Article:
Event Title

Identification of Borrelia burgdorferi in the Brains of Regulatory T Cell Depleted Mice

Mentor 1

Dean Nardelli

Location

Union Wisconsin Room

Start Date

28-4-2017 1:30 PM

End Date

28-4-2017 4:00 PM

Description

Lyme disease, caused by the spirochete bacterium Borrelia burgdorferi, is a significant health concern. According to CDC data, an estimated 300,000 people are diagnosed with the disease every year. It is spread through the bite of a black legged tick infected by the bacterium, and may cause symptoms in the neurological, musculoskeletal, and cardiac systems. However, not all individuals infected by B. burgdorferi develop the symptoms of Lyme disease, suggesting that there are immune factors regulating the severity of symptoms following infection. We hypothesize that CD4+CD25+Foxp3+ regulatory T (Treg) cells prevent B. burgdorferi from entering the central nervous system (CNS). To investigate this phenomenon, our lab aims to determine how infection with B. burgdorferi will compromise the blood brain barrier of mice, allowing the spread of the bacteria into the CNS. We hypothesize that without Treg functionality, B. burgdorferi will disseminate to the brain. We intend to determine the efficiency of applying this model to measure neurological symptoms of Lyme disease, as there is currently no known model in practice at this time. Therefore, the implications of this research are essential to understanding the role of Treg cells in preventing neural symptoms of Lyme disease, a step towards preventing the disease progression, while also formulating a model of study to do further investigative research on a prominent health concern.

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Apr 28th, 1:30 PM Apr 28th, 4:00 PM

Identification of Borrelia burgdorferi in the Brains of Regulatory T Cell Depleted Mice

Union Wisconsin Room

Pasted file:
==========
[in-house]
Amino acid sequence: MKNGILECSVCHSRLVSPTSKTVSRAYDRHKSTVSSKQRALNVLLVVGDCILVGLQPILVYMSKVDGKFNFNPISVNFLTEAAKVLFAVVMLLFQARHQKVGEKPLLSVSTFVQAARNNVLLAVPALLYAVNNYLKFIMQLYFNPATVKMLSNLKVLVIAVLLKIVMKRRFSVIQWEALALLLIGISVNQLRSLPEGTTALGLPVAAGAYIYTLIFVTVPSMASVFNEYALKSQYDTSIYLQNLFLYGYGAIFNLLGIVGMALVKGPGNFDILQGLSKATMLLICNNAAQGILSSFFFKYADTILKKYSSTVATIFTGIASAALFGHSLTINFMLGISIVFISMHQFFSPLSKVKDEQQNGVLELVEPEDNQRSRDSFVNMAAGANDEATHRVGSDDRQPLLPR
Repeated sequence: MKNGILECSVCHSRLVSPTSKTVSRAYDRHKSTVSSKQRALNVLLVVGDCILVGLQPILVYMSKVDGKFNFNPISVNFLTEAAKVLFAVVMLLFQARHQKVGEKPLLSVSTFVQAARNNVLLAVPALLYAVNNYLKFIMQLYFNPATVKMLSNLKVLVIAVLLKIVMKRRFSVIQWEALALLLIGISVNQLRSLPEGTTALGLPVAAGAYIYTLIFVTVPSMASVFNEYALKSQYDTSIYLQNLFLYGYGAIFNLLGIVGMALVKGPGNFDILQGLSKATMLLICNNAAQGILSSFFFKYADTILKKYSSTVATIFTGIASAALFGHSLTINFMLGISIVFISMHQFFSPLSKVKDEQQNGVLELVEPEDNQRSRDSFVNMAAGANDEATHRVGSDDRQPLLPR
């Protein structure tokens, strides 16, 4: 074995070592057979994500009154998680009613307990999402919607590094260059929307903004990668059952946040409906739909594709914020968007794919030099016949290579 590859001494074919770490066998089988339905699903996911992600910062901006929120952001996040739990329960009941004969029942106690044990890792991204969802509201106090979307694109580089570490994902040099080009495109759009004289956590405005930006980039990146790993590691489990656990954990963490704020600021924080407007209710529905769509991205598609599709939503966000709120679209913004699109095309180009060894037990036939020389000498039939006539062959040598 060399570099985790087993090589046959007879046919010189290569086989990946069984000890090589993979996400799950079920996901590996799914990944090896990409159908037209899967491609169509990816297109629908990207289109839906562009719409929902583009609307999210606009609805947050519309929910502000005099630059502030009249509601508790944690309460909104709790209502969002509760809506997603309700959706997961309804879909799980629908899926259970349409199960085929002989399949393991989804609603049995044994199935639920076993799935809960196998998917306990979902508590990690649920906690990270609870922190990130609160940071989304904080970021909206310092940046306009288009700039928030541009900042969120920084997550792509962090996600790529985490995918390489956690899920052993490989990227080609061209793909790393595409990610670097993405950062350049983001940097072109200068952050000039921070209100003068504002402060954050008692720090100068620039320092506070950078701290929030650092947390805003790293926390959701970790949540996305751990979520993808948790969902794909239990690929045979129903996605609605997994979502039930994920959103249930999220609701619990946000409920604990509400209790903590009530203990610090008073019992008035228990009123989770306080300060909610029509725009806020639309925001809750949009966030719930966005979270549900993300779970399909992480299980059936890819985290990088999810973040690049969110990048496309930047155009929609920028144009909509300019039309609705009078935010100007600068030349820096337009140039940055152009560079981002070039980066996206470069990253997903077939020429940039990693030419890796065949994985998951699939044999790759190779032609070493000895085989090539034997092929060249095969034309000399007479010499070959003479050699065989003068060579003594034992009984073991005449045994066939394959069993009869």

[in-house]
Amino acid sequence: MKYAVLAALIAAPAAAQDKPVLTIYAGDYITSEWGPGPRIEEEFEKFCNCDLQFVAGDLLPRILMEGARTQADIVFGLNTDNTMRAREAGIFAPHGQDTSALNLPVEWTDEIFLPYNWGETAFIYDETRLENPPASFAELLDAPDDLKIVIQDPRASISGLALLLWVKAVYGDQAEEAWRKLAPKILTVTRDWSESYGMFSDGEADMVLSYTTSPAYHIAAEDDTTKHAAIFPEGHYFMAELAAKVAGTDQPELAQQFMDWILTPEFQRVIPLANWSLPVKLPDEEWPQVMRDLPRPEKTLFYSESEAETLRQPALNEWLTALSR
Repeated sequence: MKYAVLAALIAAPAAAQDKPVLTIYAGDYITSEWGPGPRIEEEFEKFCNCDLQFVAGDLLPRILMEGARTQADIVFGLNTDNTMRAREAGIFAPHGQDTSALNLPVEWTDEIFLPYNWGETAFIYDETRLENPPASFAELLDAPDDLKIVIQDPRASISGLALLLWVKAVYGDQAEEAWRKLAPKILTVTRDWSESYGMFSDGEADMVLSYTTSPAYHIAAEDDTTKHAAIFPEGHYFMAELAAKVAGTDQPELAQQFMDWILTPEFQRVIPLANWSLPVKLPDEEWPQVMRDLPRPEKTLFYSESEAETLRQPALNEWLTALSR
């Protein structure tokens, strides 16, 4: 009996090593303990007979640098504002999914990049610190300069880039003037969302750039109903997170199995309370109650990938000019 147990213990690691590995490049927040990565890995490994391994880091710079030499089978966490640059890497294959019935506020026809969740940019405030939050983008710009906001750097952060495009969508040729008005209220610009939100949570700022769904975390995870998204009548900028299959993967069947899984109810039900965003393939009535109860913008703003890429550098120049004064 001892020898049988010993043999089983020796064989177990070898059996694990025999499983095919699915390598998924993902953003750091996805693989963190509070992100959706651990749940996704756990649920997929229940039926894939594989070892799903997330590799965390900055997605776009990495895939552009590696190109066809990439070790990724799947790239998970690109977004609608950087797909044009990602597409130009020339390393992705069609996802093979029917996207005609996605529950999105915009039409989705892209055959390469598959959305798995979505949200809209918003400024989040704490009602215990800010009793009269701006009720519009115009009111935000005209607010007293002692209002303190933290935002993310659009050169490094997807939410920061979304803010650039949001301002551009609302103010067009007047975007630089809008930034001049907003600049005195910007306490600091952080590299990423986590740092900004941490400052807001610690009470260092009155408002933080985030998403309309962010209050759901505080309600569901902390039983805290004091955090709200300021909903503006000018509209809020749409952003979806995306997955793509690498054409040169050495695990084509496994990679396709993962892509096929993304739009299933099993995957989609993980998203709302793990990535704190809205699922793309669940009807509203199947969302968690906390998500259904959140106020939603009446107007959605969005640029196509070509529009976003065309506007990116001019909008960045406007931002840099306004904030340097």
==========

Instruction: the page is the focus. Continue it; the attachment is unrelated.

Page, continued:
Lyme disease, caused by the spirochete bacterium Borrelia burgdorferi, is a significant health concern. According to CDC data, an estimated 300,000 people are diagnosed with the disease every year. It is spread through the bite of a black legged tick infected by the bacterium, and may cause symptoms in the neurological, musculoskeletal, and cardiac systems. However, not all individuals infected by B. burgdorferi develop the symptoms of Lyme disease, suggesting that there are immune factors regulating the severity of symptoms following infection. We hypothesize that CD4+CD25+Foxp3+ regulatory T (Treg) cells prevent B. burgdorferi from entering the central nervous system (CNS). To investigate this phenomenon, our lab aims to determine how infection with B. burgdorferi will compromise the blood brain barrier of mice, allowing the spread of the bacteria into the CNS. We hypothesize that without Treg functionality, B. burgdorferi will disseminate to the brain. We intend to determine the efficiency of applying this model to measure neurological symptoms of Lyme disease, as there is currently no known model in practice at this time. Therefore, the implications of this research are essential to understanding the role of Treg cells in preventing neural symptoms of Lyme disease, a step towards preventing the disease progression, while also formulating a model of study to do further investigative research on a prominent health concern.